Kate Lapicka found her USP by selling products you can’t find in many other places. Her store sells merchandise and memorabilia related to popular anime series.
Many Japanese companies that produce anime don’t officially sell merchandise, so Kate doesn’t compete with the creators. When someone wants a T-shirt or a bracelet in the style of their favorite anime, they have to go to Kate or other “small-time” sellers.
That’s because there is no “official” store.
By recognizing the gap in the market, Kate positioned herself to sell to a devoted fan base that desires her merchandise, and there aren’t many other places they can get these items from. In fact, her USP helps her generate $32,000 a month in sales.
You only have 7 seconds to make an impression on your visitors, so a USP should be immediately apparent once the site loads. Place your USP above the fold, so your visitors don’t have to scroll to see it.
Don’t expect them to guess why you’re worth their money. (They won’t.)
There’s no denying Death Wish Coffee’s USP. It’s the world’s STRONGEST coffee.
In a similar vein, we can tell right away that Pipcorn is a unique type of healthy mini popcorn.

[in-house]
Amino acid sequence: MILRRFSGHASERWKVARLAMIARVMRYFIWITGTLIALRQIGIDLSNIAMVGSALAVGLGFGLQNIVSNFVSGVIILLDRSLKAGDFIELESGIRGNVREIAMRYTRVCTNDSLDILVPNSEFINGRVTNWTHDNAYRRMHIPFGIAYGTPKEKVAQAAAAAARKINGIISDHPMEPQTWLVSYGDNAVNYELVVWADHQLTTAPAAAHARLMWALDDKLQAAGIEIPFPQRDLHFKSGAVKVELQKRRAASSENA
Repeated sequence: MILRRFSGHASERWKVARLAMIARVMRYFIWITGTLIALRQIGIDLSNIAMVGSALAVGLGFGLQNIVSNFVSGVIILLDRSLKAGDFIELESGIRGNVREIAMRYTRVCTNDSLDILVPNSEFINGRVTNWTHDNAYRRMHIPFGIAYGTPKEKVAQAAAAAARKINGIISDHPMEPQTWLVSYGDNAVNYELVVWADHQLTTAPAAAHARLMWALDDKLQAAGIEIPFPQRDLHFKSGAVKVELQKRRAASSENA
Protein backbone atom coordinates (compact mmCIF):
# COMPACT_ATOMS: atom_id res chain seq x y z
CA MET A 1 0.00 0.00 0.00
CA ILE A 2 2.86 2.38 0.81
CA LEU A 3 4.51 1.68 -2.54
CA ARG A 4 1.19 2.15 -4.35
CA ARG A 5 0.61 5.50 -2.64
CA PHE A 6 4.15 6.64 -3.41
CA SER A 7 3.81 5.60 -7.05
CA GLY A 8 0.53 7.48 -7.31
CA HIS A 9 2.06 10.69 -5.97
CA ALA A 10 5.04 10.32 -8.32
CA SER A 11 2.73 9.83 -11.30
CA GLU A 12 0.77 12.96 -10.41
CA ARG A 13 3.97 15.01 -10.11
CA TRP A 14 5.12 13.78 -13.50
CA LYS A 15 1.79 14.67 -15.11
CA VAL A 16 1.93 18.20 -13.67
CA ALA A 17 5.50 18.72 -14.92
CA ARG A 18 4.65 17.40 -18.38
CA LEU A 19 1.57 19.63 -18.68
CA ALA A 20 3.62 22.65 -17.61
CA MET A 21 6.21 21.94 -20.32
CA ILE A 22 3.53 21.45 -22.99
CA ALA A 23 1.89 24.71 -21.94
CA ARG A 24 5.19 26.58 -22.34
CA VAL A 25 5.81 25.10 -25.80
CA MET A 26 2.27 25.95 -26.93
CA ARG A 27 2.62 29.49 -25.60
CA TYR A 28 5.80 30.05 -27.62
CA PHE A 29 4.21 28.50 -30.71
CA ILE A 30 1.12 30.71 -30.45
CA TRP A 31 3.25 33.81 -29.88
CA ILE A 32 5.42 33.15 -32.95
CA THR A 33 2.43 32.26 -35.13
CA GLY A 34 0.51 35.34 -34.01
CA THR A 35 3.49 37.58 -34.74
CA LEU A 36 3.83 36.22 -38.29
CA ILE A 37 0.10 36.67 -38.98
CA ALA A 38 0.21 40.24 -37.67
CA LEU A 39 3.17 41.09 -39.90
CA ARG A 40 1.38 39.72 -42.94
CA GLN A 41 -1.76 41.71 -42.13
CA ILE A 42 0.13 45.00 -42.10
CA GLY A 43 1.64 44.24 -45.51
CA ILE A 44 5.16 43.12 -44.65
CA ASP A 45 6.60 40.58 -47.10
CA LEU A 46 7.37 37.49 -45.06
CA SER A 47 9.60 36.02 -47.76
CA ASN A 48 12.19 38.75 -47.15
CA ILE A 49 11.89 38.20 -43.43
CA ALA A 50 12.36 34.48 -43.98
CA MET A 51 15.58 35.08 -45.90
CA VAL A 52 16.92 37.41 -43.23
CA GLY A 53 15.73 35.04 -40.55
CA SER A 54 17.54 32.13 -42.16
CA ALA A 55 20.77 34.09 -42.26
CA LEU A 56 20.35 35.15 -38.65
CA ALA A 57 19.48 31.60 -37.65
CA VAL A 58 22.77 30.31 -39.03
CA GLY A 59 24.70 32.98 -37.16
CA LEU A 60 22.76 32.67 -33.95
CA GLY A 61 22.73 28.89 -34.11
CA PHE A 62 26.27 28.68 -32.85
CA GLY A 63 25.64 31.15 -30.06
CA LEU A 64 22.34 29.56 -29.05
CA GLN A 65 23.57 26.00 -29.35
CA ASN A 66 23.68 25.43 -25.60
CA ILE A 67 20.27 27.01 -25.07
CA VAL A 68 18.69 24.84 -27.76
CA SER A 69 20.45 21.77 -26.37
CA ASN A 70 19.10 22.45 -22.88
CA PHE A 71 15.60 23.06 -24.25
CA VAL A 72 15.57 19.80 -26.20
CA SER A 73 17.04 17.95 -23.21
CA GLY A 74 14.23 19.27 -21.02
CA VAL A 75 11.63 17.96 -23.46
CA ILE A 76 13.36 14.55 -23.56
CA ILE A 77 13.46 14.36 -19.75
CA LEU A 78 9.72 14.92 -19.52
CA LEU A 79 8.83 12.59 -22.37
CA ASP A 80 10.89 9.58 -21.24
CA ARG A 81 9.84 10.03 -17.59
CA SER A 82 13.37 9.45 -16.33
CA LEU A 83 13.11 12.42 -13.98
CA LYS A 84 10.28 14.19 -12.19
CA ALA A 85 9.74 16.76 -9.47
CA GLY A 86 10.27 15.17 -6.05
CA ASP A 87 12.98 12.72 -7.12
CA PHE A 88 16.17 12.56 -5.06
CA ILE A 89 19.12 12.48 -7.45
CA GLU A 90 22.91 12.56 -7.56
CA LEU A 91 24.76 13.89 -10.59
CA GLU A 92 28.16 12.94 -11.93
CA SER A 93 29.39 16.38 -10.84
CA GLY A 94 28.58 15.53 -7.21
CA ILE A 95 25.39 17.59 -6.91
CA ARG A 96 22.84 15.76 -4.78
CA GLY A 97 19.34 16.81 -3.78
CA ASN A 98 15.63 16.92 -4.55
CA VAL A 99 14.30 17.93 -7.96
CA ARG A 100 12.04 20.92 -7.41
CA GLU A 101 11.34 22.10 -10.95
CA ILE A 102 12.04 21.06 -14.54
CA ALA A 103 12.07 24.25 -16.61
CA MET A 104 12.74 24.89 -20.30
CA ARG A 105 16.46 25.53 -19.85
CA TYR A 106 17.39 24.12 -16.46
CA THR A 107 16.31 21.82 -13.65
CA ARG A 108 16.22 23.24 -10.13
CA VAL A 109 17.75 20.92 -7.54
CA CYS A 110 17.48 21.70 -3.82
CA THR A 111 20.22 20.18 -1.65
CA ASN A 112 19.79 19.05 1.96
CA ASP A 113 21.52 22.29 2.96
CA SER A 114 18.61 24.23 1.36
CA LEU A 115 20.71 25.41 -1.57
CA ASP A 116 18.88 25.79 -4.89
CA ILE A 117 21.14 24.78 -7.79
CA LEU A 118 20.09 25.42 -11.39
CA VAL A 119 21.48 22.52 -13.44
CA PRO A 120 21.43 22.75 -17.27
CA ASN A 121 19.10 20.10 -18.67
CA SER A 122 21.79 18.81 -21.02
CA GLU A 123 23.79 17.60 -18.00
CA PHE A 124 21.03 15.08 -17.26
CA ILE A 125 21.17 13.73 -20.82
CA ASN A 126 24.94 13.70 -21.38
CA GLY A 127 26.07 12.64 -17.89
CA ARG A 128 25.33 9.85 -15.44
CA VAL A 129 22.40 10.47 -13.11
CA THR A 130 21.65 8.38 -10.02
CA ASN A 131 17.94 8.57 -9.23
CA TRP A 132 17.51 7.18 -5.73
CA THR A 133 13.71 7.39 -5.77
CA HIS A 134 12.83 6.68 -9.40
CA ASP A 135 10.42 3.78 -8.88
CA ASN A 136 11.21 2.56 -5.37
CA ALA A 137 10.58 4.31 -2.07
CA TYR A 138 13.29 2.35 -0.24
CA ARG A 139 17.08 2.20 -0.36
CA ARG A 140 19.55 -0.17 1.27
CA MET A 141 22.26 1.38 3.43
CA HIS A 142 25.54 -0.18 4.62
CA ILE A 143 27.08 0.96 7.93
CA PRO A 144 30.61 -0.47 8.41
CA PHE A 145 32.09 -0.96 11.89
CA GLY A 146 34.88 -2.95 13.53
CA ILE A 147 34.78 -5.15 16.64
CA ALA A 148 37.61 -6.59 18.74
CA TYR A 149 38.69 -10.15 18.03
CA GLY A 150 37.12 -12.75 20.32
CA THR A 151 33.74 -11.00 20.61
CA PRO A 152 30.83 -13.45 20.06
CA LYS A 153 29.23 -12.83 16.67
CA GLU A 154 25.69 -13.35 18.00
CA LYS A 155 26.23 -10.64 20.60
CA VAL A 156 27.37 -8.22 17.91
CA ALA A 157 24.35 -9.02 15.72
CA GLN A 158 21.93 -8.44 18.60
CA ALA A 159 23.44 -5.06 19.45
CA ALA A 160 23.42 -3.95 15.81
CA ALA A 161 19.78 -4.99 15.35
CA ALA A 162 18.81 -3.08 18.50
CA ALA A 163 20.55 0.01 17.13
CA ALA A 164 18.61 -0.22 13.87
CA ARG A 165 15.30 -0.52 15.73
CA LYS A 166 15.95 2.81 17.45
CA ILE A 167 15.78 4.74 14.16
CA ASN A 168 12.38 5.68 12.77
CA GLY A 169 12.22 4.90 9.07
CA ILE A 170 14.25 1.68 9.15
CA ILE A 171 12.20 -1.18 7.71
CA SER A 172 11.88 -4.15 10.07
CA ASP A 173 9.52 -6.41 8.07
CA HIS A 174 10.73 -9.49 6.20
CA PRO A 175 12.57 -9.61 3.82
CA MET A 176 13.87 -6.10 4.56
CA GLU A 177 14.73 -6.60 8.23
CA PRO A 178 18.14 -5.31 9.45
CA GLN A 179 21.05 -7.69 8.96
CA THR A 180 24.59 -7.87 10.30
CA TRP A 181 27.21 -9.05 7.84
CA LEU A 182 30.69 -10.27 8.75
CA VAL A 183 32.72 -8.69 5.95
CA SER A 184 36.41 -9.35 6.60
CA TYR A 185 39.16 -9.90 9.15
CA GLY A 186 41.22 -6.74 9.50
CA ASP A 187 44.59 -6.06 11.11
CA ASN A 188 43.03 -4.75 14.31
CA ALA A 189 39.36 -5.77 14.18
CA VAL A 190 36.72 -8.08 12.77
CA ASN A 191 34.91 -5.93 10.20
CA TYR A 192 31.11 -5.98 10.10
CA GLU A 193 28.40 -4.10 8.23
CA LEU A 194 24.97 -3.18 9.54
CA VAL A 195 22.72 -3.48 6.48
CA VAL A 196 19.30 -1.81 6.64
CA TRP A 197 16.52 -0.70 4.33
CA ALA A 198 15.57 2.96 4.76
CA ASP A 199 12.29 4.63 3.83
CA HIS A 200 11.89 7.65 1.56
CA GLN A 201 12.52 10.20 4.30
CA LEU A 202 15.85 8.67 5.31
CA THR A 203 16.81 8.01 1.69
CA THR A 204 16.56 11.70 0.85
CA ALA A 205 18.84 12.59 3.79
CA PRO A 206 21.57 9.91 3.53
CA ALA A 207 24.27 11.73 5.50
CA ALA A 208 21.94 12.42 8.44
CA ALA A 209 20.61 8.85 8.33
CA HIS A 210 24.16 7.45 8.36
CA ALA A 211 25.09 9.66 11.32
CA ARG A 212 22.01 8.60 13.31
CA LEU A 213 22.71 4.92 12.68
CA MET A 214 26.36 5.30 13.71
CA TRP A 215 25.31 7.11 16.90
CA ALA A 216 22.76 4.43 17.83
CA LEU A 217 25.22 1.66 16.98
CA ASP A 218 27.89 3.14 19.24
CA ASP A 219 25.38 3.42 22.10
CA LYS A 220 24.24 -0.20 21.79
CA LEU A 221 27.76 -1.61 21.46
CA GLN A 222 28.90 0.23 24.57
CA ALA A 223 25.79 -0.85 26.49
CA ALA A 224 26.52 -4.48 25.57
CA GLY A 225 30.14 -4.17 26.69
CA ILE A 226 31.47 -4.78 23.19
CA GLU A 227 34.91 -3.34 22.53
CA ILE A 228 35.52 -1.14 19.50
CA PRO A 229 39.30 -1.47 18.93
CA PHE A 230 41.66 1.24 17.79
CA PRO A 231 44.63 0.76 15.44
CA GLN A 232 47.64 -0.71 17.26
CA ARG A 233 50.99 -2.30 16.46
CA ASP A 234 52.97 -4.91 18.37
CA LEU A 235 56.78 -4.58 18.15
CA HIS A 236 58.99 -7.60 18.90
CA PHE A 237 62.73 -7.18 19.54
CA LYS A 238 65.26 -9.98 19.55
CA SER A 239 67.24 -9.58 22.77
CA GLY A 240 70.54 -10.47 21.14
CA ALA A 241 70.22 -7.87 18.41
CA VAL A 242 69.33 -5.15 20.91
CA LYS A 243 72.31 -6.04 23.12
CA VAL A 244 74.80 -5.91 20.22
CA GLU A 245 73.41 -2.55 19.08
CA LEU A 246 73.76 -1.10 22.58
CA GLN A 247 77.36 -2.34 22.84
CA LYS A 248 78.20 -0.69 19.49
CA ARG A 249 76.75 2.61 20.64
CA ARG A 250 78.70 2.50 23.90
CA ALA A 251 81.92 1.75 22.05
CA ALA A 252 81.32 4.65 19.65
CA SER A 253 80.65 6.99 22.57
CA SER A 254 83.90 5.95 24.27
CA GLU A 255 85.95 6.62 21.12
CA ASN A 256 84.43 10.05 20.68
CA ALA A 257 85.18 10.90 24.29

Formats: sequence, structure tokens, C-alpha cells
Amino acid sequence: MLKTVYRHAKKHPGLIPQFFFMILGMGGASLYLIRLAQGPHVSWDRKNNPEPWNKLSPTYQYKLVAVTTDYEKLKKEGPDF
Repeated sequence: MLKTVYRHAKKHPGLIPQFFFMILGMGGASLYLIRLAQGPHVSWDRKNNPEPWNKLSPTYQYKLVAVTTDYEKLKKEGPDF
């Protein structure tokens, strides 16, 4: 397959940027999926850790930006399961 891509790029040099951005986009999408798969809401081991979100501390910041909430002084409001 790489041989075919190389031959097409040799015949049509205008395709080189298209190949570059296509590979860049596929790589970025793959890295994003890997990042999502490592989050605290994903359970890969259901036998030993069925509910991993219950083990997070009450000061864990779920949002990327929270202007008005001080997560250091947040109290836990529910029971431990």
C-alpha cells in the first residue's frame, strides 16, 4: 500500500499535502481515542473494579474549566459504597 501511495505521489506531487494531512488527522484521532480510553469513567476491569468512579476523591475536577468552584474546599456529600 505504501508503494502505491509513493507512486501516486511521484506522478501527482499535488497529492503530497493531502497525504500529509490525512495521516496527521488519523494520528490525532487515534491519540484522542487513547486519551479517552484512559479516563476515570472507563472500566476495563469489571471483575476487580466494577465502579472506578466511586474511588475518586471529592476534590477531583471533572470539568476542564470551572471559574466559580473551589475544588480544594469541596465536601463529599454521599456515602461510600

Twelve Saturday’s has an interesting USP as well. The store sells women’s clothing for the college football season. (Talk about a niche!)
Your USP can be anything, as long as it helps you stand out from the crowd. It should be the little nugget people add when they refer your store to others.
Your goal is to get someone to recommend you with something like this:
“Hey Bob, check out Frank’s BBQ Emporium. Their customer service is phenomenal.” The second sentence (about the customer service) is the USP.
To create your own USP, start by asking yourself a few questions. You may have to dig into your buyer personas (remember these from before?) and do some market research to determine what your customers find important.
Once you have the answers to these questions, see if you can string them together into a single statement. Keep it as simple as possible. A USP is most impactful when it’s easy to digest. You should be able to say it quickly (like an elevator pitch) when you meet someone new or send off a quick email.
USPs generally fall under one or a few of these categories: Quality, speed, selection, service, customization, convenience, guarantee, specialization, and originality. You can touch on multiple categories, but don’t try to cram too much into your USP.
Your USP can be just a few words, or it might be a full sentence. If it’s small, you might be able to fit it into your tagline (like Domino’s, with “30 minutes or it’s free”).
Once you have a USP, use it to guide everything else you do. If your USP is your unique fashion designs, don’t publish generic products to your store. And if you want to be known for providing unbeatable customer service, don’t leave any customer feeling dissatisfied.
Remember: Your USP is your promise to your customers, and a strong one will let your marketing take care of itself.